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Epiphany: At the hour of our death… January 6, 2014

Posted by Phil Groom in Death, Life, Theological Reflection.
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SOMETIMES the truth hits you right between the eyes and leaves you reeling. That’s epiphany, I guess, and this was one of those moments for me, especially in this year of 2014, the centenary of the outbreak of the First World War.

From the funeral service of an old soldier:

At the hour of our death, it is to Jesus alone that we have to justify our life. He will not look at our accomplishments, he will look at our wounds, because he came not to be our judge but to be our saviour. No one is so lost that they cannot be redeemed by Christ.

There will be a final reckoning for all of us, of that I am sure: but that reckoning will not be by what we have achieved; rather by the wounds we have borne. So many lives lost, but not one wasted: by human standards, their wounds and the price they paid may well appear wasted; but to the One who sees all and knows all, those wounds are both salvation and healing. Judgement overturned, mercy in its place; or as James the Apostle put it, “Mercy triumphs over judgement.”

If you look back over your life and see only a string of failings, do not be afraid: for the One to whom we must give account does not weigh us up by our successes or failures; he sees the scars inflicted along the way. Do not despair at your failings, gentle reader, and above all do not be ashamed of your wounds: they are your salvation:

He will not look at our accomplishments, he will look at our wounds, because he came not to be our judge but to be our saviour.

Epiphany? Ask the Camel January 3, 2010

Posted by Phil Groom in Advent and Christmas, Short Story.
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I wrote this story a few years ago, and it’s appeared in a couple of church magazines since. I think there’s still a bit a mileage left in it so I offer it afresh to you, my friends here in the blogosphere. It occurred to me that the word epiphany sounds rather like the noise I guess a camel makes when it spits. Maybe that’s where the word comes from? Or maybe you know better?

Camel in the snowWe were Tired. And when I spell a word with a capital letter, I mean it: this was a T bigger than Nero’s Nose. Okay, okay, so Nero wasn’t around then – but you’ve got to realise that we camels don’t necessarily look at things the way you humans do. Future? Past? It’s all the same to us – we remember both ways, and a lot of your lives have been saved because of that, because we know where the next oasis is as well as where the last one was. In the desert, it’s a question of survival – and we survive.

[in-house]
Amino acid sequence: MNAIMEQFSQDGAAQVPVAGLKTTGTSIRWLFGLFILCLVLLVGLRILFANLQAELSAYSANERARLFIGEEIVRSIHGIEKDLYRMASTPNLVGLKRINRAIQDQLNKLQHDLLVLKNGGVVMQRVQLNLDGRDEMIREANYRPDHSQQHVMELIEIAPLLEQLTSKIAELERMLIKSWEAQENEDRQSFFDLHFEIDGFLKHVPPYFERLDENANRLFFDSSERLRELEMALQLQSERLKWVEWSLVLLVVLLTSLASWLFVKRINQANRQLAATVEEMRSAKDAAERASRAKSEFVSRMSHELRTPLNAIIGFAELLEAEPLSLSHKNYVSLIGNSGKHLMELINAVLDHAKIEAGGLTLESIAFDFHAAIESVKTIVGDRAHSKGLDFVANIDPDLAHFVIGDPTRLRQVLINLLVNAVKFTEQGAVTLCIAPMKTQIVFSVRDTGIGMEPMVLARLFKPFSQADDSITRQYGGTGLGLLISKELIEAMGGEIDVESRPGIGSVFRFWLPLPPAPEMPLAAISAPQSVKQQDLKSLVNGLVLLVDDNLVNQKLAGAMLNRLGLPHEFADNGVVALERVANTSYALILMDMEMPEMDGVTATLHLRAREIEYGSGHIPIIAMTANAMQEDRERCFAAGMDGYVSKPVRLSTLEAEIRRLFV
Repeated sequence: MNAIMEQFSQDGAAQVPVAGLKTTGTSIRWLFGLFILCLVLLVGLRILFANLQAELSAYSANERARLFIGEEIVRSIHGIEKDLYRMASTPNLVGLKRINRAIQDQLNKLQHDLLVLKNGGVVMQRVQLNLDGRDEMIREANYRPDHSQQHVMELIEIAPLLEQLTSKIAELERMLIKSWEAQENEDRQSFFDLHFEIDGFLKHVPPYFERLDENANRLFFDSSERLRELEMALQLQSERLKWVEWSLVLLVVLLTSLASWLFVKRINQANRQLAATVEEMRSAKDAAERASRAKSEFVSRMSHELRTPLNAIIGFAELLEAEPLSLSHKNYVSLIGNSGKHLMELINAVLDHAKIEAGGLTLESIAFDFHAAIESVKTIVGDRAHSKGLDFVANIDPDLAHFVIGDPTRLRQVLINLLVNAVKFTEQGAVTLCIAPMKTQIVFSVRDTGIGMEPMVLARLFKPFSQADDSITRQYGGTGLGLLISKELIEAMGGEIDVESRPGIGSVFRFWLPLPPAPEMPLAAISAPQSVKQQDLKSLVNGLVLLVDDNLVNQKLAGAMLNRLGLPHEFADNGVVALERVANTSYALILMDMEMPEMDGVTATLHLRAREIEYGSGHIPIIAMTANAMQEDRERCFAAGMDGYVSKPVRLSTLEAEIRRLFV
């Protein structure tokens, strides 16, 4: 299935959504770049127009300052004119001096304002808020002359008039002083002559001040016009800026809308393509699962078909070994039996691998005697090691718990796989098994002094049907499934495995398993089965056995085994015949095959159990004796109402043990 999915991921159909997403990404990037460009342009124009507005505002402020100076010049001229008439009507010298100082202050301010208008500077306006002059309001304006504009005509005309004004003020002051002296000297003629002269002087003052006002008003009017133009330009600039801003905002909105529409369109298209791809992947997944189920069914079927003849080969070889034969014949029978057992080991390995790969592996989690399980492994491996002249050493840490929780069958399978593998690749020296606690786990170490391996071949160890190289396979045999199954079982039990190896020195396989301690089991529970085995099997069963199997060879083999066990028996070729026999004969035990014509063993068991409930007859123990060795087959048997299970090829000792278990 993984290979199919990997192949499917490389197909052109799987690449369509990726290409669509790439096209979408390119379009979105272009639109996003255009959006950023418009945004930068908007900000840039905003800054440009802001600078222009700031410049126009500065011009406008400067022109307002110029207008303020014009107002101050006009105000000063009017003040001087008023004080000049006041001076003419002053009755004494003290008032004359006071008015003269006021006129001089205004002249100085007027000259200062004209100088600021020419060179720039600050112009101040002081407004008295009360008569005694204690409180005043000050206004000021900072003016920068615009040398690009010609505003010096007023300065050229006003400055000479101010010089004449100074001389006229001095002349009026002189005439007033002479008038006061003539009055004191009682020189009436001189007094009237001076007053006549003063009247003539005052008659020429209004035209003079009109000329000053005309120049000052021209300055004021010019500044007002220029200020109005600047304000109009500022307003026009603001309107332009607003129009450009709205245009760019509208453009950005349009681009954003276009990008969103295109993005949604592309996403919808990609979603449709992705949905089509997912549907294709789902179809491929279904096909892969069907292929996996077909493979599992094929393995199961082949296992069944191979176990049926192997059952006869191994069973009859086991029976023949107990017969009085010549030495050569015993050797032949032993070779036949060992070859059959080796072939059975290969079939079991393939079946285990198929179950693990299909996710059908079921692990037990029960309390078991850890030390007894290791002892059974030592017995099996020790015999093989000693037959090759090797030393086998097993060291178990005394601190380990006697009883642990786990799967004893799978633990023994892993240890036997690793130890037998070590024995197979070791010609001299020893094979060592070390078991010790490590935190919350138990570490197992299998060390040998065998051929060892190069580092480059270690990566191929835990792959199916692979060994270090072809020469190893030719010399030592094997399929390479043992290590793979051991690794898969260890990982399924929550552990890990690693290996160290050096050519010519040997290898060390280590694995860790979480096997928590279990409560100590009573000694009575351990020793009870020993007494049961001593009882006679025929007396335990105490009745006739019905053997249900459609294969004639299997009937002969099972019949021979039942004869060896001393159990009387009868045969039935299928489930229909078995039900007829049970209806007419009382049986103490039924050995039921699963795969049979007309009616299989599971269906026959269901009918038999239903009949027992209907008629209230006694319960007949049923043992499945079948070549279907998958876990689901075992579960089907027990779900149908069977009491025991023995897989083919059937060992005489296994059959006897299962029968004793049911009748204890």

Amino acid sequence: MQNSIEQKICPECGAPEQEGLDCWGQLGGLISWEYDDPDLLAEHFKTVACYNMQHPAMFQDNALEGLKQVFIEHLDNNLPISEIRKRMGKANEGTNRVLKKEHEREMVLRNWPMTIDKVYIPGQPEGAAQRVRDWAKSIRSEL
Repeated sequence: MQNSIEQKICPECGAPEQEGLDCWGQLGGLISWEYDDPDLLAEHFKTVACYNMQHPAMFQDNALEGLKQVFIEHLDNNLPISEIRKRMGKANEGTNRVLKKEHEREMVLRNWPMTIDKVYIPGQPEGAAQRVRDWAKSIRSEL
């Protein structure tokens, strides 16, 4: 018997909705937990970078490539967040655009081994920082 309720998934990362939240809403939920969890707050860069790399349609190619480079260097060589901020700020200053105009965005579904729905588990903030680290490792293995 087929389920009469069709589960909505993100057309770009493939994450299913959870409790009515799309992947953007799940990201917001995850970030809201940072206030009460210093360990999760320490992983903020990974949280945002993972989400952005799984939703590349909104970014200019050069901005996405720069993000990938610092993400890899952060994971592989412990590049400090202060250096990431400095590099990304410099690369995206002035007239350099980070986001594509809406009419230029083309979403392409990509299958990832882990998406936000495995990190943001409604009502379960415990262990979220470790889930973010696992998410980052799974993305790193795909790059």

But as I said, we were Tired. Almost as tired as God was when He invented the Sabbath. And now we were running scared, tripping over ourselves, nearly breaking our legs on the rough ground in the dark. I don’t know what scared my master most, the angel that warned us, or the warning he brought. But that mad king – Herod “the Great”, he styled himself – was after our blood. Because of the Child.

We’d been on the road for two years. It would have been a much shorter journey if our masters had let us find the way, but they were Magi – Magicians, or Astrologers as you’d call them. So-called ‘Wise Men’ without the wisdom to know that camels don’t make mistakes. My master had cursed me for most of the journey because I’d kept pulling in different directions. Phtui! In the end I just spat in disgust and let him have his way. He’d regret it later. And now, as we ran, he did. Sometimes I almost feel sorry for you humans – until I think of the Child. But you still haven’t understood, have you?

So after travelling more than twice the distance we needed to, we’d arrived. At the wrong place: Jerusalem. I spat angrily and snapped at the stable hand who came out to meet us. And after meeting with His Royal Bloodthirstiness, our masters had been redirected to Bethlehem – we were on the right road at last.

Camel in the snowThe star reappeared, right on cue, above the house. His mother brought Him out to see us and, ignoring my master completely, He looked me in the eye and winked. Only two years old, but He Knew. I knelt in front of Him and for the first time in my life, I swallowed my spit. And for the first time my master didn’t shout a warning about me – he was too busy kneeling himself.

It was going to take a long, long time and an awful lot of pain, but Things were going to Change. And I’m not talking about me stopping spitting.

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